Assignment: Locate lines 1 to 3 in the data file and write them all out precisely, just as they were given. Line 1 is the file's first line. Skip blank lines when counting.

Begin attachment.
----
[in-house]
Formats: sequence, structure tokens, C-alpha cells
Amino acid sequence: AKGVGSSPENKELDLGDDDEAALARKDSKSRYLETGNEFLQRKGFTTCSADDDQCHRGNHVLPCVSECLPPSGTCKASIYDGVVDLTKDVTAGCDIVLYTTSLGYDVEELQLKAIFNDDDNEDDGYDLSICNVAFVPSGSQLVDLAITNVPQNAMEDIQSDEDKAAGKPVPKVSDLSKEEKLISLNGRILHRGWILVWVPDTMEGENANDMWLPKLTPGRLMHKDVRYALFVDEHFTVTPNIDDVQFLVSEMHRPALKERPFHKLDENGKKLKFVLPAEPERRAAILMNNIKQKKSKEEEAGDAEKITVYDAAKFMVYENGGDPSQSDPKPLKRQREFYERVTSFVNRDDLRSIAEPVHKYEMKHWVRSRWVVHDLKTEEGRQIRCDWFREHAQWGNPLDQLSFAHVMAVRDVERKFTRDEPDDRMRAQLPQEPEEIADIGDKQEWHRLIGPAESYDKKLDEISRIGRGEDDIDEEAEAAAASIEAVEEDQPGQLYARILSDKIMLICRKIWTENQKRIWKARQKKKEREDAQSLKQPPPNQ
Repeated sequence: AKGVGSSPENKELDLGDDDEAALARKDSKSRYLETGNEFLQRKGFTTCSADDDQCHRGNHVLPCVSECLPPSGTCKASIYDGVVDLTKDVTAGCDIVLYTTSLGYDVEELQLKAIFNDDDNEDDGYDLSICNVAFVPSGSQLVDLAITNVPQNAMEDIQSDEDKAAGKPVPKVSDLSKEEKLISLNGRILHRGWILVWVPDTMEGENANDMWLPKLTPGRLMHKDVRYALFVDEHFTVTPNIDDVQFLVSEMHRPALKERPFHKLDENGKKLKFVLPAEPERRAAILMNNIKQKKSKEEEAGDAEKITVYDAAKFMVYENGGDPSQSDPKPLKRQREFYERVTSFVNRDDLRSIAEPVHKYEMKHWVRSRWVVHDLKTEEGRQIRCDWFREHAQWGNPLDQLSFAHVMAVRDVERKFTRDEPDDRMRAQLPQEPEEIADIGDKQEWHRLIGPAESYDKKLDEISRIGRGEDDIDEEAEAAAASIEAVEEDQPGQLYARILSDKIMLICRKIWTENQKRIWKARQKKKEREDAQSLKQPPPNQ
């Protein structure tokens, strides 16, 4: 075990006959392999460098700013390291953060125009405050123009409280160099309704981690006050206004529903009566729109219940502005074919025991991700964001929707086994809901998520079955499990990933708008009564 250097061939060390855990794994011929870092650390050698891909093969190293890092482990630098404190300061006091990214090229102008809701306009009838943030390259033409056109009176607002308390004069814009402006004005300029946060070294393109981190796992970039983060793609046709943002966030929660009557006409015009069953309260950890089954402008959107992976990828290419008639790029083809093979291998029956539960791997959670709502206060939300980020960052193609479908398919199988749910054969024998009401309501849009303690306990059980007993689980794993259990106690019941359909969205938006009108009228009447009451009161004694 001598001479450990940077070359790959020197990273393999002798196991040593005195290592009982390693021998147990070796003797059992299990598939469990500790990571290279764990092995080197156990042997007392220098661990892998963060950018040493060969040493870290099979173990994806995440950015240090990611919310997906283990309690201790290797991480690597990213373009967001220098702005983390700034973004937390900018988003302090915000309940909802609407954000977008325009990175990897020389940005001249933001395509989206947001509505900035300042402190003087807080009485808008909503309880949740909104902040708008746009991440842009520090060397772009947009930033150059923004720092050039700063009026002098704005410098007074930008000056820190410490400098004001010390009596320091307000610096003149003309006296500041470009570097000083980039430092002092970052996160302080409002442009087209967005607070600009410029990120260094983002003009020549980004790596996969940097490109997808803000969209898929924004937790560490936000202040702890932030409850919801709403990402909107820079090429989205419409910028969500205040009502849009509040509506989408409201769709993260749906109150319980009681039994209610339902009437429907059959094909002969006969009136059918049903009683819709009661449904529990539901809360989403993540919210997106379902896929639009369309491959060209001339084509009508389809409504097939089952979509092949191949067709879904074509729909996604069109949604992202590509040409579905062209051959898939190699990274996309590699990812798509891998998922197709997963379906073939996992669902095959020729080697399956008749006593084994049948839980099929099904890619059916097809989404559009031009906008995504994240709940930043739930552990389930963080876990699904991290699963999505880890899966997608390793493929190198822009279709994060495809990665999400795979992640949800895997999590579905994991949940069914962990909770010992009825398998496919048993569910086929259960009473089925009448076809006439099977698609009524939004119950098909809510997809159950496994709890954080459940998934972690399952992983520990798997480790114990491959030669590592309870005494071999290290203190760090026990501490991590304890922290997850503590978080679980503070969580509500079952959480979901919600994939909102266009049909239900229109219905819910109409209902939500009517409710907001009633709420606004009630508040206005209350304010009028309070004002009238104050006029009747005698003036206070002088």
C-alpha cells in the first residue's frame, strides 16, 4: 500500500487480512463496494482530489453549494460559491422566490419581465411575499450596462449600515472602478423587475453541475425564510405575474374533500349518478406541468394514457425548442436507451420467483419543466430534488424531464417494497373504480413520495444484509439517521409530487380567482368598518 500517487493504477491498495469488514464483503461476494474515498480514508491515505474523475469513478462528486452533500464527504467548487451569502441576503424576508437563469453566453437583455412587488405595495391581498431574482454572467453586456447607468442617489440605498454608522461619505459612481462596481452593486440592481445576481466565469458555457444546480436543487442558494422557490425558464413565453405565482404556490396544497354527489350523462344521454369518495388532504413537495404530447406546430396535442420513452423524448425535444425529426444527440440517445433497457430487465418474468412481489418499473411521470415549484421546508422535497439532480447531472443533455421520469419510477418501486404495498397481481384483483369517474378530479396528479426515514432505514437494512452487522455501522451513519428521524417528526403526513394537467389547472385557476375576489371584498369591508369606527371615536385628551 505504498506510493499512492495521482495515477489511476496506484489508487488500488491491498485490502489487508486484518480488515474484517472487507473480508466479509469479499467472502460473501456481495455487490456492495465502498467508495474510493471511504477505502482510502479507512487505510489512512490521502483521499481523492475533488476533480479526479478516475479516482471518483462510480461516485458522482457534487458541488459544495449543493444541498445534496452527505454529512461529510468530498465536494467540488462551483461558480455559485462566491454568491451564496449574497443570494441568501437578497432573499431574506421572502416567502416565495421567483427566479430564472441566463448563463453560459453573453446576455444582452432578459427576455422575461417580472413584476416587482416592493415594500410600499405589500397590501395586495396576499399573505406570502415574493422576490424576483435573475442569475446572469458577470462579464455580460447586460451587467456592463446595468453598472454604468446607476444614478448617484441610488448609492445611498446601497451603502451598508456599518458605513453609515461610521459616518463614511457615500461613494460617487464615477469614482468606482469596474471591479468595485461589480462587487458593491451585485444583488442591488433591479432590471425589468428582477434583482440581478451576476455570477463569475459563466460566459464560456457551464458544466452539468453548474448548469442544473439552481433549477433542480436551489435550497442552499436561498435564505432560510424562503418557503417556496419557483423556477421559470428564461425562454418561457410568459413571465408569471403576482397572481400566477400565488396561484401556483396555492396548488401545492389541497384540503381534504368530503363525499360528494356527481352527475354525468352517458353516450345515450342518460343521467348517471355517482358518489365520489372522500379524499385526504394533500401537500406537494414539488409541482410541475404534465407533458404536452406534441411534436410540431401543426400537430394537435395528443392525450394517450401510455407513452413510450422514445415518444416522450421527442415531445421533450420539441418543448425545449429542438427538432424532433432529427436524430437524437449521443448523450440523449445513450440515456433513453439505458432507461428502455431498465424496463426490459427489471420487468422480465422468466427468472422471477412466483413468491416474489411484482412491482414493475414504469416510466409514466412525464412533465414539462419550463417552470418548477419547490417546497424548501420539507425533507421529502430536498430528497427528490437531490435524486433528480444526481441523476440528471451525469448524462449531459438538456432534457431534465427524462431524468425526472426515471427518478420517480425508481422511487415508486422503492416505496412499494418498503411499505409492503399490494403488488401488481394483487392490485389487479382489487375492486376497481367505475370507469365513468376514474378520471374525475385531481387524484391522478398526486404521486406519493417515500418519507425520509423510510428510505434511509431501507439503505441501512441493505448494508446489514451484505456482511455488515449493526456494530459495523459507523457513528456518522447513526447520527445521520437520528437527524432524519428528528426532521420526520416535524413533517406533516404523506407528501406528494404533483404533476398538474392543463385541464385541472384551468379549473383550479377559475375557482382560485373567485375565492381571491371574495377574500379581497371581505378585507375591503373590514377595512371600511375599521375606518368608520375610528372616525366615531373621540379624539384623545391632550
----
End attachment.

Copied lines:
[in-house]
Formats: sequence, structure tokens, C-alpha cells
Amino acid sequence: AKGVGSSPENKELDLGDDDEAALARKDSKSRYLETGNEFLQRKGFTTCSADDDQCHRGNHVLPCVSECLPPSGTCKASIYDGVVDLTKDVTAGCDIVLYTTSLGYDVEELQLKAIFNDDDNEDDGYDLSICNVAFVPSGSQLVDLAITNVPQNAMEDIQSDEDKAAGKPVPKVSDLSKEEKLISLNGRILHRGWILVWVPDTMEGENANDMWLPKLTPGRLMHKDVRYALFVDEHFTVTPNIDDVQFLVSEMHRPALKERPFHKLDENGKKLKFVLPAEPERRAAILMNNIKQKKSKEEEAGDAEKITVYDAAKFMVYENGGDPSQSDPKPLKRQREFYERVTSFVNRDDLRSIAEPVHKYEMKHWVRSRWVVHDLKTEEGRQIRCDWFREHAQWGNPLDQLSFAHVMAVRDVERKFTRDEPDDRMRAQLPQEPEEIADIGDKQEWHRLIGPAESYDKKLDEISRIGRGEDDIDEEAEAAAASIEAVEEDQPGQLYARILSDKIMLICRKIWTENQKRIWKARQKKKEREDAQSLKQPPPNQ